* 2 cups granulated sugar
* 1/2 teaspoon salt
* 2 teaspoons baking soda
* 1 teaspoon ground cinnamon
* 3 eggs, beaten
* 1 1/4 cups vegetable oil
* 1 1/2 teaspoons vanilla extract
* 1 can (8oz) crushed pineapple, well drained
* 1 cup chopped pecans
* 2 cups chopped firm ripe banana
* Cream Cheese Frosting:
* 16 ounces cream cheese, softened
* 1 cup butter, room temperature
* 2 pounds confectioners’ sugar
* 2 teaspoons vanilla extract
* 1/2 to 1 cup chopped pecans

Preheat oven to 350°. Sift flour, sugar, salt, baking soda and cinnamon together into mixing bowl several times. Add eggs and salad oil to the dry ingredients. Stir with a wooden spoon until ingredients are moistened. Stir in vanilla, pineapple and 1 cup pecans. Stir in the bananas. Spoon the batter into 3 well-greased and floured 9-inch round cake pans. Bake for 25 to 30 minutes,or until a wooden pick or cake tester inserted in center comes out clean. Cool in pan for 10 minutes, then turn onto cooling rack. Cool completely before frosting.

Cream Cheese Frosting:
Combine cream cheese and butter; cream until smooth. Add powdered sugar, beating with an electric mixer until light and fluffy. Stir in vanilla.

Frost the tops of all 3 layers, stack and then frost sides. Sprinkle top evenly with the 1/2 to 1 cup chopped pecans.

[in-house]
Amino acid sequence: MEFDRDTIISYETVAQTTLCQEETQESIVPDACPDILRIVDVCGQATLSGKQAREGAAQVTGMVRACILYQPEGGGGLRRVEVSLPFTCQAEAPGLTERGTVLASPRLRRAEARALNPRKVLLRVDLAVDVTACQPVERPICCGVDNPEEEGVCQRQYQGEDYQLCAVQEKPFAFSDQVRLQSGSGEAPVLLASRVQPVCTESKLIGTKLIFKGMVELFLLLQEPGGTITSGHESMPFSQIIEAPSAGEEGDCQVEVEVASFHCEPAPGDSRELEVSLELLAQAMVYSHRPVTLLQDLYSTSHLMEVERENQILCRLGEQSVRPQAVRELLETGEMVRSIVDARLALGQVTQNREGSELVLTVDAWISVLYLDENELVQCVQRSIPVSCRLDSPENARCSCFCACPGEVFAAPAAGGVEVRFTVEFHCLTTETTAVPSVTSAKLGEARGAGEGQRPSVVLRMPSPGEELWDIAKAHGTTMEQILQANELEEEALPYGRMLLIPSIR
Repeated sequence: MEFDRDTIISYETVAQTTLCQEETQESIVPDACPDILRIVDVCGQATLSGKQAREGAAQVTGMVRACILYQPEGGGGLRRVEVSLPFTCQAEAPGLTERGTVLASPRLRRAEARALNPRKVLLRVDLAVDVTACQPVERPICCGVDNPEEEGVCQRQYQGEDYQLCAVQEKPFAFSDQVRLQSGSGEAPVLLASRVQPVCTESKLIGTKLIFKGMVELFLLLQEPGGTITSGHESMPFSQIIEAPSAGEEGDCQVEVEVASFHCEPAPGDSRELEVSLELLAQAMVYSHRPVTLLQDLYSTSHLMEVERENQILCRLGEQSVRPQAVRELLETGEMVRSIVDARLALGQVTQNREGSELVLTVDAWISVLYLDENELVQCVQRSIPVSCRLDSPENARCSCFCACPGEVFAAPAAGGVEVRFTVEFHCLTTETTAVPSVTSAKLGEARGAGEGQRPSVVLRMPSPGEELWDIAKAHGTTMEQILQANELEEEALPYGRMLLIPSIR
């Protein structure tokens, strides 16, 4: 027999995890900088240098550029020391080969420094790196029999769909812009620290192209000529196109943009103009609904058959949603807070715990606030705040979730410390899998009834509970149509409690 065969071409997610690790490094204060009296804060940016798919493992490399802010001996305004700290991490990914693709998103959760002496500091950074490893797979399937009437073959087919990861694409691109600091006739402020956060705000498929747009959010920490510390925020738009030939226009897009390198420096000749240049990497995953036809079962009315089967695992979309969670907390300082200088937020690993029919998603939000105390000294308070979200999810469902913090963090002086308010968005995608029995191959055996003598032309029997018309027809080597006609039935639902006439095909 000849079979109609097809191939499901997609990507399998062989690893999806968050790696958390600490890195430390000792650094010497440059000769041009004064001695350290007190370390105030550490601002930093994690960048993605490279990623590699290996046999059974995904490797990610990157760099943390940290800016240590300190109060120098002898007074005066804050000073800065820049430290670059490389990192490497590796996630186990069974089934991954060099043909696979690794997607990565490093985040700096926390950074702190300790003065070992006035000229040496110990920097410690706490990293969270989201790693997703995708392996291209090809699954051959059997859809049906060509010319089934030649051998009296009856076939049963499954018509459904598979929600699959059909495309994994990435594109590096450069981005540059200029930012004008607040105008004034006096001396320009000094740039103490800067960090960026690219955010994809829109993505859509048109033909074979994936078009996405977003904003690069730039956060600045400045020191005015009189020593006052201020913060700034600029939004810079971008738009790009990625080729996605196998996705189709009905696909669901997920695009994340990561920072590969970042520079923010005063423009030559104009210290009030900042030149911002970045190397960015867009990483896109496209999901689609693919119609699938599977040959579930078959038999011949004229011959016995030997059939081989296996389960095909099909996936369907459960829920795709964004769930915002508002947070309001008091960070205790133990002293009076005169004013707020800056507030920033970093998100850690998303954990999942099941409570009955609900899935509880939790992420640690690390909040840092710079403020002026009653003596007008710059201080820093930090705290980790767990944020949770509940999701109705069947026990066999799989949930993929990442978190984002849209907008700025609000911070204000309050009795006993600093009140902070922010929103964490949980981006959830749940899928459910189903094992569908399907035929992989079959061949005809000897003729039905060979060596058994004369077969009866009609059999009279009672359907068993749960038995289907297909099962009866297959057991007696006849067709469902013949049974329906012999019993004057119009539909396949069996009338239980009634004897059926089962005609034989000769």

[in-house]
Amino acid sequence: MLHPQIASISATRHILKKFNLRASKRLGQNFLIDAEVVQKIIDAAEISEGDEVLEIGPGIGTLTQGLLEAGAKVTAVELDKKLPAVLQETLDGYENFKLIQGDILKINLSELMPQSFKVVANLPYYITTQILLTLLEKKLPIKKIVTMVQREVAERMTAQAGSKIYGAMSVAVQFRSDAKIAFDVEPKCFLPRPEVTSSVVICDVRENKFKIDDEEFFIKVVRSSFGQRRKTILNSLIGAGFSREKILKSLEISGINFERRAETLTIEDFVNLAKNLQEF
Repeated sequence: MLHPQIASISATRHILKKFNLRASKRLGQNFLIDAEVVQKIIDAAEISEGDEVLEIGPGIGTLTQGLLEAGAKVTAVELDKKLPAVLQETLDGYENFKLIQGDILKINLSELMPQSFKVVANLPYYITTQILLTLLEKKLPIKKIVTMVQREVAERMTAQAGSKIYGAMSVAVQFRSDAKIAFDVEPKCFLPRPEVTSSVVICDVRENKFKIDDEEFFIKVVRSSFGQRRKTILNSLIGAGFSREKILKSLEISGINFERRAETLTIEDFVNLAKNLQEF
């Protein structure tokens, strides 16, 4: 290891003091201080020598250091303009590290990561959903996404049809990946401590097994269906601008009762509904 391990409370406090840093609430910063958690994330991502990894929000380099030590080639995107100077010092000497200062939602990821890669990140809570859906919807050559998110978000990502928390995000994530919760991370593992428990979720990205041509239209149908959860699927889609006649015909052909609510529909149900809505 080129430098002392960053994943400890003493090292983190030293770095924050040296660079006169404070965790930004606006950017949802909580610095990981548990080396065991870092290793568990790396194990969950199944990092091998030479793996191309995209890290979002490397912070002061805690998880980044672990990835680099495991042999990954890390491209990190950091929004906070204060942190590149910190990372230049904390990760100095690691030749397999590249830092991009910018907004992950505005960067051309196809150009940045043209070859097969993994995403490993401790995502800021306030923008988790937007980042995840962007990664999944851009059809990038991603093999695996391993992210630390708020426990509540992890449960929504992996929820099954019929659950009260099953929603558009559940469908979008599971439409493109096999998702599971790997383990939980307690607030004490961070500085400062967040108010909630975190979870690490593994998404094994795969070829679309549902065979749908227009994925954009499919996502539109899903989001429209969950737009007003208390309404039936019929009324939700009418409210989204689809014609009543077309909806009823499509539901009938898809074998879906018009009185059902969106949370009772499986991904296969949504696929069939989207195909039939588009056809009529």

Southern Summer

Submitted by Christi

Late July and Early August are really hot around here and also very humid. It has been said that the humidity is what gives Southern girls their wonderful complexions! It may also be responsible for some really bad hair days. I don’t even try to fight the curls in the summer. Just not worth it. My summer do is definitely of the naturally curly variety.

This is also a great time to harvest all that wonderful goodness from the garden or at least the farmer’s market. I’ve been putting up okra.


Gather it from the garden (get 3 or more pods)

Some people use a buttermilk batter when they fry their okra. That is not the way I grew up eating it. The way my mother made it is by just cutting it in to  slices and tossing it in a mixture of cornmeal with a little flour and salt and pepper (I also add garlic powder to mine). It is easy to prepare to freeze that way as well. Just process it and put it in freezer bags and in to the freezer and it is ready whenever you are.

okra to freeze

When you are ready, just heat up some oil with a bit of bacon grease to around 350 and gently drop the okra in the pan and fry until golden. YUMMY!

This is also the time of year when there is a good harvest of tomatoes. In my case, this year I have cherry tomatoes in pots with basil.

cherry tomatoes

Looks like a bird dropped a sunflower seed from the bird feeder in this pot.

We have been making frequent trips to Jonesboro, Arkansas this summer for our business. One of the fun/scary sights of summer, we see on our trip over. It is KUDZU! Yes, the kudzu that is eating it’s way across the South!